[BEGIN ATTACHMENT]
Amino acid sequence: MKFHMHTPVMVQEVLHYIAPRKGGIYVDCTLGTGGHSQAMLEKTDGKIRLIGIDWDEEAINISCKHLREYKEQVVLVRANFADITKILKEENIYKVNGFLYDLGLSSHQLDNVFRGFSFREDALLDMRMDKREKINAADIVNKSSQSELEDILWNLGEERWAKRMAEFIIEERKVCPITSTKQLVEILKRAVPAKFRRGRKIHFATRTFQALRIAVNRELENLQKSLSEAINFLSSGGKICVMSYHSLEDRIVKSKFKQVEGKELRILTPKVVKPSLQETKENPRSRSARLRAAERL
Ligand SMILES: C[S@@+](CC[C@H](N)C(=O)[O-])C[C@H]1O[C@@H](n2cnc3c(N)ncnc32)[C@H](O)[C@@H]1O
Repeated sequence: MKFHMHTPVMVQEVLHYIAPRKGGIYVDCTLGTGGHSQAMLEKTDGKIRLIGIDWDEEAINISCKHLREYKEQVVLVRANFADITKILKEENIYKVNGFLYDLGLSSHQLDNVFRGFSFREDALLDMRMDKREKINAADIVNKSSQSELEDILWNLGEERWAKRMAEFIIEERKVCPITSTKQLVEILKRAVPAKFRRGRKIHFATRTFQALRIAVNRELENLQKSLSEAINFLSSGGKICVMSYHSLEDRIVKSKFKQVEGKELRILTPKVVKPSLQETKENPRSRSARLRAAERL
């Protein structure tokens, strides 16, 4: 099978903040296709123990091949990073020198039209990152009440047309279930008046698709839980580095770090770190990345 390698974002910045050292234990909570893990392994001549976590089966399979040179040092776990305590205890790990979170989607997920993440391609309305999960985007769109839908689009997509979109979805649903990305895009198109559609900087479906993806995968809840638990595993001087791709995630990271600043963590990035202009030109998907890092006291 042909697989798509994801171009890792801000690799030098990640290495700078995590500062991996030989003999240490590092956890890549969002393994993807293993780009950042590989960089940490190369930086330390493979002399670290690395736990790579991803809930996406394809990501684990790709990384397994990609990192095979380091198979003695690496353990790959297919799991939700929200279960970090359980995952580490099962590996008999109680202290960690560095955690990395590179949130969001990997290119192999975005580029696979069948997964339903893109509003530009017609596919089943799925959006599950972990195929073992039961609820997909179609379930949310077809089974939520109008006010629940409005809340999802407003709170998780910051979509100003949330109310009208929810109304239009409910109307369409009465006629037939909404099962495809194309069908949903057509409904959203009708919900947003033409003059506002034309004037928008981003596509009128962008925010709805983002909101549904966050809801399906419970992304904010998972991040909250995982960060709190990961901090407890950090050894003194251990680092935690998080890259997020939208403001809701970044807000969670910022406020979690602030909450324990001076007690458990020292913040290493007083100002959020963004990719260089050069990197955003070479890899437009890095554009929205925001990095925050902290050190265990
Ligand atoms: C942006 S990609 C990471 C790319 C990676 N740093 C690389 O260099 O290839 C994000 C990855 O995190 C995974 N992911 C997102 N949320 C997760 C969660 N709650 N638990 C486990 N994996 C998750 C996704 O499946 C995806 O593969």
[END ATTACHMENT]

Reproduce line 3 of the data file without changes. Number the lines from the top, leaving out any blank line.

Repeated sequence: MKFHMHTPVMVQEVLHYIAPRKGGIYVDCTLGTGGHSQAMLEKTDGKIRLIGIDWDEEAINISCKHLREYKEQVVLVRANFADITKILKEENIYKVNGFLYDLGLSSHQLDNVFRGFSFREDALLDMRMDKREKINAADIVNKSSQSELEDILWNLGEERWAKRMAEFIIEERKVCPITSTKQLVEILKRAVPAKFRRGRKIHFATRTFQALRIAVNRELENLQKSLSEAINFLSSGGKICVMSYHSLEDRIVKSKFKQVEGKELRILTPKVVKPSLQETKENPRSRSARLRAAERL